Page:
As I have previously noted, government attorneys’ traditional approach to litigating Superfund cases has been to announce that they represent the government and that they therefore win. There was hope, following the Supreme Court’s decision in Burlington Northern, that those days were nearing an end.
It is clear to me, following too many cases after Burlington Northern, that the government remains of the view that it is entitled to win these cases just by showing up. This hubris was evident recently in a decision rendered under the New Jersey Spill Act. In NJDEP v. Dimant, the state sought to impose liability on a dry cleaner for groundwater contamination, where NJDEP obtained evidence in 1990 that a pipe outside a dry cleaner was leaking PCE. However, the defendant only operated the dry cleaner for a brief period and NJDEP never took any steps to determine what was actually happening to the drip from the pipe. It had no proof that the asphalt beneath the pipe was cracked and no proof that the discharged material in fact migrated into the groundwater.
For the Court, where NJDEP was looking to recover response costs for addressing contaminated groundwater, this was not enough.
The determinative question is not whether there was a discharge at [the dry cleaner’s] but whether the DEP has connected the discharge that did occur to the relief it has sought against [the dry cleaner]…. A party must be shown to have committed a discharge that was connected to the specifically charged environmental damage … in some real, not hypothetical, way.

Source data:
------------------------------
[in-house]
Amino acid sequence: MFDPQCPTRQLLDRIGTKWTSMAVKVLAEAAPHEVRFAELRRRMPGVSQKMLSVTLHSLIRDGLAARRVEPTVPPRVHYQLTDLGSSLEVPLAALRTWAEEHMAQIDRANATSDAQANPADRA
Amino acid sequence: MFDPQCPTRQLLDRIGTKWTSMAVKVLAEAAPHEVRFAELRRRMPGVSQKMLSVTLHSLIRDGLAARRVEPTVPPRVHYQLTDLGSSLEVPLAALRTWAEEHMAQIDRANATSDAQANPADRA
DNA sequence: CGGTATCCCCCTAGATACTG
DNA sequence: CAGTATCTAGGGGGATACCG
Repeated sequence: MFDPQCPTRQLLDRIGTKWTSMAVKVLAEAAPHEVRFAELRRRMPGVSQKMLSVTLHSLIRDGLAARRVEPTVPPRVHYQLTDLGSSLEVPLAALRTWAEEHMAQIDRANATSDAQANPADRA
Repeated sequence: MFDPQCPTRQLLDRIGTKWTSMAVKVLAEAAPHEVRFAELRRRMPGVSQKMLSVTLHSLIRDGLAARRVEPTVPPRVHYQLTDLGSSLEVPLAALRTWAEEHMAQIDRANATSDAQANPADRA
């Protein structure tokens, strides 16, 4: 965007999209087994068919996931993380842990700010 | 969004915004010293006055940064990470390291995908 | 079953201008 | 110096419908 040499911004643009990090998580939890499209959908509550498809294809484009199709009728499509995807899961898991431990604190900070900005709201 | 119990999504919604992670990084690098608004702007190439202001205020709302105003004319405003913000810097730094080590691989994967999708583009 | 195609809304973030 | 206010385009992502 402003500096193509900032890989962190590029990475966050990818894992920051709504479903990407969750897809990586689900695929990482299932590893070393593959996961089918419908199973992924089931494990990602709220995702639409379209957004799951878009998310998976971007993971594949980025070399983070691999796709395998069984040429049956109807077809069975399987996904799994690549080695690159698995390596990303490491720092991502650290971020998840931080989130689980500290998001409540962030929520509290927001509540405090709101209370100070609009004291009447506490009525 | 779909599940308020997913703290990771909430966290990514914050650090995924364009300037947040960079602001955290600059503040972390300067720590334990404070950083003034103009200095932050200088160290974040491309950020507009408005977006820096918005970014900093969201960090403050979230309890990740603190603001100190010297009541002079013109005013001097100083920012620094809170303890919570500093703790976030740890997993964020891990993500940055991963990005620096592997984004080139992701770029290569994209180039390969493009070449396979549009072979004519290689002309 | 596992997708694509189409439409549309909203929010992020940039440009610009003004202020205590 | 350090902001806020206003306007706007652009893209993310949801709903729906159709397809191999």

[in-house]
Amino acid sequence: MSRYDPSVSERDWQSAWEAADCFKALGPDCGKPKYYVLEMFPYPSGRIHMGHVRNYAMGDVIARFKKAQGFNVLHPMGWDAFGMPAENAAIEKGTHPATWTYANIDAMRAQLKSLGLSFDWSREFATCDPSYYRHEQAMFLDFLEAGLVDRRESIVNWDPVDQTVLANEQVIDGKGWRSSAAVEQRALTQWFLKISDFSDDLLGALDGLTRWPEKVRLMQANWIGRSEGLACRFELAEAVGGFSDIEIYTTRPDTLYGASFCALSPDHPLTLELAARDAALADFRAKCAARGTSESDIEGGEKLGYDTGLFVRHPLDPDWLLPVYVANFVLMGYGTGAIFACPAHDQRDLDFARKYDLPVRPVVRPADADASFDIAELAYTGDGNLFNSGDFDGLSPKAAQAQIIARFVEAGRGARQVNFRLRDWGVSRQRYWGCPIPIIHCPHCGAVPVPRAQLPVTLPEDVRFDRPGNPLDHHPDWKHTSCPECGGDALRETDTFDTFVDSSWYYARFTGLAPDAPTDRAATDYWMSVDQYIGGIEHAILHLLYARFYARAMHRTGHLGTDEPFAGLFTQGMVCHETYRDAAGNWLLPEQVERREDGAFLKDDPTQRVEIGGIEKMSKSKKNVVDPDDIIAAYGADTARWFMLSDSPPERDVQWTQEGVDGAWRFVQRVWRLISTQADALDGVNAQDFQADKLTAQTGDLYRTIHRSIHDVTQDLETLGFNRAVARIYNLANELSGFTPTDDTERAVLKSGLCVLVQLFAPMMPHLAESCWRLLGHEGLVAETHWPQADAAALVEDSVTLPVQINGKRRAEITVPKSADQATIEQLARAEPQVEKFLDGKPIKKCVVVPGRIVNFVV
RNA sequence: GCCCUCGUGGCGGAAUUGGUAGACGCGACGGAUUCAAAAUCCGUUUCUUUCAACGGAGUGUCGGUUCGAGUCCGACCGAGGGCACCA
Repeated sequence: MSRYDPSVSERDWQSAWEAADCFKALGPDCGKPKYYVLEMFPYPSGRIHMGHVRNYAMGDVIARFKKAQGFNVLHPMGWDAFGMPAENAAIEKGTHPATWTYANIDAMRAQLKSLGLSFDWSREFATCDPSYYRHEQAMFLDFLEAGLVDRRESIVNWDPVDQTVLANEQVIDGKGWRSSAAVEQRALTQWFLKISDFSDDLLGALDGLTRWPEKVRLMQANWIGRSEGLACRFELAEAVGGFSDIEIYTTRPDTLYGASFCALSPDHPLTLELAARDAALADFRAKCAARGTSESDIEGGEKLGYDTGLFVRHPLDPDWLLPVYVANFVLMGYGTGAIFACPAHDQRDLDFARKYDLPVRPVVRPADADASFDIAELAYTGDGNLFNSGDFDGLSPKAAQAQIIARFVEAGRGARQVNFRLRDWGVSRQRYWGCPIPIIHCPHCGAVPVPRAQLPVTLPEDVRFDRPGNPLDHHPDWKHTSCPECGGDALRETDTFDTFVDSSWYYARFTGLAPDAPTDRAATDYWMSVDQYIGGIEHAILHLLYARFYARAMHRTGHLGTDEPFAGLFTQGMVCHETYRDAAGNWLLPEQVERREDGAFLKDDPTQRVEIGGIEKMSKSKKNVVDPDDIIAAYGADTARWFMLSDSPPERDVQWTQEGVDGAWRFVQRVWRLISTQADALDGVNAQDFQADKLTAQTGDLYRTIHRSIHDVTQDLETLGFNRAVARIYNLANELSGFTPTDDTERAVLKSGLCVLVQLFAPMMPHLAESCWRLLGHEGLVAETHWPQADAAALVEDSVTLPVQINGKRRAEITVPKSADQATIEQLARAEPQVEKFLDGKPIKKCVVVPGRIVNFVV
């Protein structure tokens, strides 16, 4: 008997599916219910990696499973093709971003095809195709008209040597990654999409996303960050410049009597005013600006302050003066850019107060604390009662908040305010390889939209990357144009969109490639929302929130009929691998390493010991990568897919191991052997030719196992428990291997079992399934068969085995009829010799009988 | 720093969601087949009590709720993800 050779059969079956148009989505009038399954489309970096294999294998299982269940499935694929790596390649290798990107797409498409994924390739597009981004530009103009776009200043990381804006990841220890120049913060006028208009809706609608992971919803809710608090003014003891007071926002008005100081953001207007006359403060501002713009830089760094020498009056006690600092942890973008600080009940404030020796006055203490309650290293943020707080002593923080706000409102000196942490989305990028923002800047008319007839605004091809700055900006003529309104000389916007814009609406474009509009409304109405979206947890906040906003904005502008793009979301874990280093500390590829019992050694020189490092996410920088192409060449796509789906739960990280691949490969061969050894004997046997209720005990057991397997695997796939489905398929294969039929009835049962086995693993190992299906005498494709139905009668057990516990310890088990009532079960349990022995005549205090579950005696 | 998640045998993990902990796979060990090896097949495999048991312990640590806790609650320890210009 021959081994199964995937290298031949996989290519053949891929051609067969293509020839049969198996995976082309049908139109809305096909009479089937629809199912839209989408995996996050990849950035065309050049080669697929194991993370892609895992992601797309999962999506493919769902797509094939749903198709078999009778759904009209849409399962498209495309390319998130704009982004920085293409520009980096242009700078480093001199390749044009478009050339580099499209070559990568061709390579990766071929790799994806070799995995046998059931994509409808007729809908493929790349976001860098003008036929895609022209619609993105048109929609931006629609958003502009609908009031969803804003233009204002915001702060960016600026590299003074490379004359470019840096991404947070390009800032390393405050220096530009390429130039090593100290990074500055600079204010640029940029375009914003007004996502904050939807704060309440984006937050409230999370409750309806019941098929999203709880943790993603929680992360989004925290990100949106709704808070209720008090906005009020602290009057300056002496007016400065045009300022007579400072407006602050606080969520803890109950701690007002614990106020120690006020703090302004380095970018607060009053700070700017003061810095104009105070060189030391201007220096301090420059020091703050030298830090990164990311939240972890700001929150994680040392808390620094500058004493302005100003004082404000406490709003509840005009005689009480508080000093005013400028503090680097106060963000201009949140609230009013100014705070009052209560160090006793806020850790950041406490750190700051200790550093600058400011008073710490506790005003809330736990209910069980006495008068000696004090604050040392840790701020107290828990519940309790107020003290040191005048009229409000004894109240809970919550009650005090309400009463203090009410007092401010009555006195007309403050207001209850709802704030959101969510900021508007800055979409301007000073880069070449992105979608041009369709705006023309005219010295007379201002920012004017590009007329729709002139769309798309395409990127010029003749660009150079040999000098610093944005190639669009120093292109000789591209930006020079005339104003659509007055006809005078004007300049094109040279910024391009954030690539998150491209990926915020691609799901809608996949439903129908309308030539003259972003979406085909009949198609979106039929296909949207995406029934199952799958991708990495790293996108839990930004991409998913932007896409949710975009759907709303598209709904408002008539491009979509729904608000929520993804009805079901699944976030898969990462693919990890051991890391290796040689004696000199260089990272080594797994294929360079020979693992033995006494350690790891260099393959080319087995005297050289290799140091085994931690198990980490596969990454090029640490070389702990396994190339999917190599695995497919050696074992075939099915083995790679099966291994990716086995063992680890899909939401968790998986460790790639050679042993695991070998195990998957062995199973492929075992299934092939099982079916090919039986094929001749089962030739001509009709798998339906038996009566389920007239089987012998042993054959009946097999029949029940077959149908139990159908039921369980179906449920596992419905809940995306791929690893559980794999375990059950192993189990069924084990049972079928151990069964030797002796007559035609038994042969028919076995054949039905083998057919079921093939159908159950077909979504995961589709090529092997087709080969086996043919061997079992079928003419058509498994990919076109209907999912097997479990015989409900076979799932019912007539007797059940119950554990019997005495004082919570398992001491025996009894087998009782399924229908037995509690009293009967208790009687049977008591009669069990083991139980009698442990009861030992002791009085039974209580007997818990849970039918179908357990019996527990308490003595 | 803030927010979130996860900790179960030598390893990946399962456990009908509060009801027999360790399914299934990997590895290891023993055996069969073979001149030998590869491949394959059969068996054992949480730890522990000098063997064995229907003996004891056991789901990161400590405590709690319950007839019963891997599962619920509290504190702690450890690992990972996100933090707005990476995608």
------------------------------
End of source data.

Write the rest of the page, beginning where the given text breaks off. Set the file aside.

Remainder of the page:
Because the trial court reasonably found that NJDEP “never made the requisite connection showing how the dripping PCE … reasonably could have made its way into the groundwater,” judgment for the defendant was affirmed.
Dimant is similar to DVL v. General Electric, a federal case about which I posted some time ago. In that case, the judge noted that:
Evidence that merely “presents probabilities rather than proof,” “relies upon a collection of facts that could be summarized as ’if it is there, it must be theirs,’” or is “vague and imprecise, of questionable reliability, and therefore not sufficiently probative to create an issue for trial” is insufficient to hold a party liable under CERCLA.
There’s a reason I referred to the all-too-common government approach to these cases as hubris. Fortunately, a general sense that the government is entitled to win, because the gods are on its side, is not enough – at least some of the time – to prevail in these cases.